Republican refugees in a camp in France
Repository: CRAI Biblioteca del Pavelló de la República. Universitat de Barcelona, Barcelona, Spain
Creator: Ferran Rius Tomàs
Fond or Collection
Fons FP. Sèrie Fons Personals. Subsèrie Ferran Riu
Date Created: 1940-09-02
Extent: 1 item
Geographic Region: Gurs, France
The Francoist advance to the Mediterranean, and especially their assault on Catalonia in January 1939, generated a tidal wave of people trying to escape the country. By far the largest number, 440,000 according to an official French report, men, women, and children, civilians and soldiers alike, fled to France in what is known as the Retirada.
The government of Édouard Daladier responded by interning the Spaniards in concentration camps. The first were the primitive “sand camps” hastily thrown up on the beaches at Saint Cyprien, Le Barcarès and Argèles-sur-Mer. Six new camps were established later. Some were purpose built; others were located in existing facilities, such as the military training camp at Rivesaltes that housed 15,000 and the WWI camp at Vernet built to house colonial troops.
Gurs was one of the newly constructed camps. At the outbreak of World War II, it had 14,977 inmates: 9,488 Spaniards and 4,530 members of the International Brigades. This handmade announcement, created by Fernando Rius, a member of the PSUC, in September 1940, ironically advertises it as a deluxe 20,000 room hotel, each “phone, bathroom and fresh air” that offers special rates for “long stays”.
Concerned about the costs of maintaining so many refugees, the French authorities encouraged as many as possible to leave the country. Approximately 250,000 did so by December 1939. Some wound up in Francoist concentration camps.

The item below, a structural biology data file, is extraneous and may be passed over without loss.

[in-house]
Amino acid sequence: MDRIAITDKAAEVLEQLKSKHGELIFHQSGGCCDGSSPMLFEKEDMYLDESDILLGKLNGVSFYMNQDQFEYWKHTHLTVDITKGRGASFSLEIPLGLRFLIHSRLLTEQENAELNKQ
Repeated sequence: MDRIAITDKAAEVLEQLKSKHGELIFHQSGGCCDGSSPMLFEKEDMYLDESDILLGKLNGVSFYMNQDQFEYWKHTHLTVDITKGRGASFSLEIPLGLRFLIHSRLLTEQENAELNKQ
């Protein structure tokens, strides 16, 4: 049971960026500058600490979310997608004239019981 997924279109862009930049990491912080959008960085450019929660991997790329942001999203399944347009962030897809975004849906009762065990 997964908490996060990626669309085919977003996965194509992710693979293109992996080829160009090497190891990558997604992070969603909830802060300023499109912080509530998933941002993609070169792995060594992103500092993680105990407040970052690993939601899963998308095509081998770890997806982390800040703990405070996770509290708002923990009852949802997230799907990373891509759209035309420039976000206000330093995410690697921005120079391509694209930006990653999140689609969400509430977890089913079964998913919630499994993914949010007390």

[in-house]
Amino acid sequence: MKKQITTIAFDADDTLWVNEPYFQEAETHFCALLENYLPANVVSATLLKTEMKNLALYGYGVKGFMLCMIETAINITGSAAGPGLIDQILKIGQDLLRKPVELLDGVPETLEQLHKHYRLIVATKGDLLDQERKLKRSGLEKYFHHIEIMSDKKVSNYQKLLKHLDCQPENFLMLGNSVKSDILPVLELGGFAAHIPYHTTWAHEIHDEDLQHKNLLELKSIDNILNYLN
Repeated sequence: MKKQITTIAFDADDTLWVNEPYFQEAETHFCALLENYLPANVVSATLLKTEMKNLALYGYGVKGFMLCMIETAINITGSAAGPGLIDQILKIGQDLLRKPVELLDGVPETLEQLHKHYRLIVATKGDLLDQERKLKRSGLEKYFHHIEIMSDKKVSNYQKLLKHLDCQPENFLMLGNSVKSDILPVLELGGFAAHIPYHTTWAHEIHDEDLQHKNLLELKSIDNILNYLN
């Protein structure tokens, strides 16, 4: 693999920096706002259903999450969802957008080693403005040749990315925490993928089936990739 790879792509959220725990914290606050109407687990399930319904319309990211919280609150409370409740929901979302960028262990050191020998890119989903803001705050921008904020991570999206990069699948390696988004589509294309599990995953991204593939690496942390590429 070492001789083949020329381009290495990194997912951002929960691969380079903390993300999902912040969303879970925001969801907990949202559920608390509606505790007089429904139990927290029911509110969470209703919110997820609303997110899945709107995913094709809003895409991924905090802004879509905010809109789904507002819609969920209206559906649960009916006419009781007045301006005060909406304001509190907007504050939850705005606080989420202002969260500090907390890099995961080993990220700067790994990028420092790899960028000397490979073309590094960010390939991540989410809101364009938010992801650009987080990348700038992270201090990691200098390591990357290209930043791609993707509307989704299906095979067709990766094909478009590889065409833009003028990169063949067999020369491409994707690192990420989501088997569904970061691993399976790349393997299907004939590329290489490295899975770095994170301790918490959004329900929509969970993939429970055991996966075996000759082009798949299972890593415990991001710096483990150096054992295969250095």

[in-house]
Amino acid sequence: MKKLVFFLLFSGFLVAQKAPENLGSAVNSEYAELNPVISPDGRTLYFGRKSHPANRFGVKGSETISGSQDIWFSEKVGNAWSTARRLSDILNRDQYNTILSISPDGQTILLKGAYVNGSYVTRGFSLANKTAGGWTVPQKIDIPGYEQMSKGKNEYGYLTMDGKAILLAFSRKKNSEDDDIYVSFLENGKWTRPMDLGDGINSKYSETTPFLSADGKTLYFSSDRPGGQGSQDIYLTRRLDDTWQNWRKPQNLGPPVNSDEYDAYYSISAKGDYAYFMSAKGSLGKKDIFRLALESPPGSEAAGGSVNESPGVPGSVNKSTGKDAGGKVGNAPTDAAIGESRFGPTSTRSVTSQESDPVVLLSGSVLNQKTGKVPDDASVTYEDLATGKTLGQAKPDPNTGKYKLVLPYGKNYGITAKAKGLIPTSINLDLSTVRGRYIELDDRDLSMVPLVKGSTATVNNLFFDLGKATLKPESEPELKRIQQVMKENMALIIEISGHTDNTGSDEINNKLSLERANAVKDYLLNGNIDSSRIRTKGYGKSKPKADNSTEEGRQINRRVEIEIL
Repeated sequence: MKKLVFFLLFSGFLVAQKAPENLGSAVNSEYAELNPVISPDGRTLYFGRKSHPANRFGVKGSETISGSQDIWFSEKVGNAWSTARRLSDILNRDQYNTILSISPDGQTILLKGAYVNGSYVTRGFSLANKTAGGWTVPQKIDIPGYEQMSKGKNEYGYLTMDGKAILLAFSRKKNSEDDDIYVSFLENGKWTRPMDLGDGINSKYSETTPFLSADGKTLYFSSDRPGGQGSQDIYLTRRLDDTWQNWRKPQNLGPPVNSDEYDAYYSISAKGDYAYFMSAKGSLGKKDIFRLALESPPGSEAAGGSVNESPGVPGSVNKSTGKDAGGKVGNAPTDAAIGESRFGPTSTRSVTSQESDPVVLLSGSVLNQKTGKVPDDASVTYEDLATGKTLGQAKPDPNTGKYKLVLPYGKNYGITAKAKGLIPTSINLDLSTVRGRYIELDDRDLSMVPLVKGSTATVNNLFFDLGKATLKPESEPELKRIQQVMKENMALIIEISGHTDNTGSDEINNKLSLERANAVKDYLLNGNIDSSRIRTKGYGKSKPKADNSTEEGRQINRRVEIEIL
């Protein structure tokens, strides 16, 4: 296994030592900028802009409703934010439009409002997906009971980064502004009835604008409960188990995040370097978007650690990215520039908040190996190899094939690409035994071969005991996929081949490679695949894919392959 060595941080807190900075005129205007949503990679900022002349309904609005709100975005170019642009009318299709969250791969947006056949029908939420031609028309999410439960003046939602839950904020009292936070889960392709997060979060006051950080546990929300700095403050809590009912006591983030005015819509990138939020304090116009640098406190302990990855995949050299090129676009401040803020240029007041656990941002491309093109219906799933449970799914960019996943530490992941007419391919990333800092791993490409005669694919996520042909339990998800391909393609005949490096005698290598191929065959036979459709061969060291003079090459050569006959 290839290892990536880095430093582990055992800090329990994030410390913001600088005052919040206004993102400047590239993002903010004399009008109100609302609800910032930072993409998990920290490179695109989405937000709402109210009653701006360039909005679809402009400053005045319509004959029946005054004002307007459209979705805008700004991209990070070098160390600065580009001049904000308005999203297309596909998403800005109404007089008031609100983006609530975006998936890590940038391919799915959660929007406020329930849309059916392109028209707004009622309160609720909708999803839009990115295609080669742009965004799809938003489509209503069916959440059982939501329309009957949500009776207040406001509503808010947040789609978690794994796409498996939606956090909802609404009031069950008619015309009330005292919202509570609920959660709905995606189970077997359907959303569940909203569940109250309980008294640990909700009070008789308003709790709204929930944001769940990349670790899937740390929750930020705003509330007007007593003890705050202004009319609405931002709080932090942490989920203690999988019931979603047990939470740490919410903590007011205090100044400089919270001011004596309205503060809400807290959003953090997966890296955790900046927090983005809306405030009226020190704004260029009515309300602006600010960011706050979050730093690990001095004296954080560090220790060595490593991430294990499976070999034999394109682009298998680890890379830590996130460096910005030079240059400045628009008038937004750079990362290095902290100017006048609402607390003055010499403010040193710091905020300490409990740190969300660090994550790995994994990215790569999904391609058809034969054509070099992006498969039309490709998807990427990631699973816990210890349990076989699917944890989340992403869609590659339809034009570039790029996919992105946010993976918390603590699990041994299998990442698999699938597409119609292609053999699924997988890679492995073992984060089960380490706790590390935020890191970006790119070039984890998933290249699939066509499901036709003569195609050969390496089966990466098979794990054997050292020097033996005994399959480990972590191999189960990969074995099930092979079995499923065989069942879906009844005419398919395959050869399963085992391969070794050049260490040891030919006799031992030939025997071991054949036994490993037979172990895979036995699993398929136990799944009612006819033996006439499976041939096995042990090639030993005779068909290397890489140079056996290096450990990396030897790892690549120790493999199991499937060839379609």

The Spaniards who remained had to choose among four options. They could accept employment in a local business or on a local farm to make up for the Frenchmen who had been mobilized; enlist in the French Foreign Legion; join the Foreign Worker Companies (CTE), militarized labour units run by the French army; or join the special military units commanded by French officers known as the Batallones de Marcha de Voluntarios Extranjeros. Some 5000 Spaniards joined these battalions and 50,000 found themselves in the CTE. The number of Spaniards in Gurs fell quickly, especially after November 1939. By the time the Germans invaded France in May 1940, only 92 Spaniards remained.
Gurs remained in operation through 1945. Between October 1940 and August 1944, when it was run by Marshal Philippe Pétain’s collaborationist Vichy regime, it held more than 18,000 inmates, including almost 14,000 Non-French Jews. Hannah Arendt was one of them. Of these, 3,907 Jews were handed to the Germans and deported to Auschwitz-Birkenau between August 1942 and March 1943. Vichy also sent its own “undesirables”, including Roma-Sinti, prostitutes, and political prisoners. By the time the Bearn region was liberated, almost 60,000 people had passed through the camp. Over 1,000 had died. Other camps that had housed Republican refugees, including Rivesaltes, also later held other types of prisoners, including Jews who were sent to the Nazi extermination camps.